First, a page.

Schwartz, Howard D.
B.S. (Bachelor of Science)
School of Allied Health and Communicative Disorders
Emotional reactions during stuttering have been examined using various techniques (e.g. patient reports of anxiety, patient questionnaires) (Brutten 1975). These measures are often subjective and difficult to define. In the present study the heart rates of stuttering and fluent adults were examined during various speech and nonspeech tasks in an attempt to objectively examine emotional reactions during speech. Resul ts of the present investigation indicated that adult stutterers exhibited faster absolute heart rates that were more stable when compared to the normally fluent adults. These heart rate characterisitcs were similar to those reported by Kagan, Reznick, and Snidman (1988) who examined behaviorally inhibited children. Results suggested a possible relationship between heart rates, stuttering and learned behavioral inhibition.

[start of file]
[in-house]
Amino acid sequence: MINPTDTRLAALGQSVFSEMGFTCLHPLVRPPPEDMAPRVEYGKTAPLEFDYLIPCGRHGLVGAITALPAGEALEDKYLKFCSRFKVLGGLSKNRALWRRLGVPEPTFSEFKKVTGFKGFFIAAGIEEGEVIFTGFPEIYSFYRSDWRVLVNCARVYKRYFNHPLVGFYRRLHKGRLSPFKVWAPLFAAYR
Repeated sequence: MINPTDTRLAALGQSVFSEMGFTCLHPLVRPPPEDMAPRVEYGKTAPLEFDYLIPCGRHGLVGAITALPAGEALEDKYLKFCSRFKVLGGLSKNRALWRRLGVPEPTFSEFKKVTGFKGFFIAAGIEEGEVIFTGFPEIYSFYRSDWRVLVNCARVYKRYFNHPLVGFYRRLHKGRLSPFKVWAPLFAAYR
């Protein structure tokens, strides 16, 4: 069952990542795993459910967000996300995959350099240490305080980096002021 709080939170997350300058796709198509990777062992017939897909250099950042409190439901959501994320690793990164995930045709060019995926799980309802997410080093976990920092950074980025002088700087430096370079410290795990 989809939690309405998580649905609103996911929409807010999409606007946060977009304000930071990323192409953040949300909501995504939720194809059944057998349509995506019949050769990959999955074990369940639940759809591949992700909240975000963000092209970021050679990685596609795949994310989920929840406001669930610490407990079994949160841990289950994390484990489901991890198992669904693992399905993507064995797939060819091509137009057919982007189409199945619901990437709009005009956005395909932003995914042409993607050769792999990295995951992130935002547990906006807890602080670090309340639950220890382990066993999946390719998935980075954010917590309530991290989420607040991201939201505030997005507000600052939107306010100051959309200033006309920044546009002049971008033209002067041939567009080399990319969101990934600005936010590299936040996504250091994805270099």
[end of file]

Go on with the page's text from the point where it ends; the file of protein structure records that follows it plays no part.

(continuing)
Rogers, Michele, "Heart rate changes associated with stuttered and fluent speech" (1990). Honors Capstones. 600.
Northern Illinois University
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